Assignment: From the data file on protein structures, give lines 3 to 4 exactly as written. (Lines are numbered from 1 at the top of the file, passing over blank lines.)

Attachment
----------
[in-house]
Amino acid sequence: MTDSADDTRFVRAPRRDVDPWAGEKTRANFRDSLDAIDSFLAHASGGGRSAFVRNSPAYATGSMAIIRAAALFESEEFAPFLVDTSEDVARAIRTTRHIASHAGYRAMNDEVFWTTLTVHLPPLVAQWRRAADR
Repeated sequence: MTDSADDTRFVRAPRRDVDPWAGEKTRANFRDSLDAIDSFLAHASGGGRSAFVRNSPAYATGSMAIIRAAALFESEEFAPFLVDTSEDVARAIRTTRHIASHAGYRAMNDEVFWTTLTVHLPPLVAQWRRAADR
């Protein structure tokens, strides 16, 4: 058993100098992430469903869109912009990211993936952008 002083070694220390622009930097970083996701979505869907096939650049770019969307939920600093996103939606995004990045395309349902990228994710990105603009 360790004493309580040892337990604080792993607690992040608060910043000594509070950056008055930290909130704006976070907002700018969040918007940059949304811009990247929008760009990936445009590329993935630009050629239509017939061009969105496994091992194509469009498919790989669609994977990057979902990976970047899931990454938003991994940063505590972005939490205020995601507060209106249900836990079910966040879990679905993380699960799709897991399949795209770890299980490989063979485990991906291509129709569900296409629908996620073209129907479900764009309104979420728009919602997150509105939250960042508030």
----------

Repeated sequence: MTDSADDTRFVRAPRRDVDPWAGEKTRANFRDSLDAIDSFLAHASGGGRSAFVRNSPAYATGSMAIIRAAALFESEEFAPFLVDTSEDVARAIRTTRHIASHAGYRAMNDEVFWTTLTVHLPPLVAQWRRAADR
């Protein structure tokens, strides 16, 4: 058993100098992430469903869109912009990211993936952008 002083070694220390622009930097970083996701979505869907096939650049770019969307939920600093996103939606995004990045395309349902990228994710990105603009 360790004493309580040892337990604080792993607690992040608060910043000594509070950056008055930290909130704006976070907002700018969040918007940059949304811009990247929008760009990936445009590329993935630009050629239509017939061009969105496994091992194509469009498919790989669609994977990057979902990976970047899931990454938003991994940063505590972005939490205020995601507060209106249900836990079910966040879990679905993380699960799709897991399949795209770890299980490989063979485990991906291509129709569900296409629908996620073209129907479900764009309104979420728009919602997150509105939250960042508030």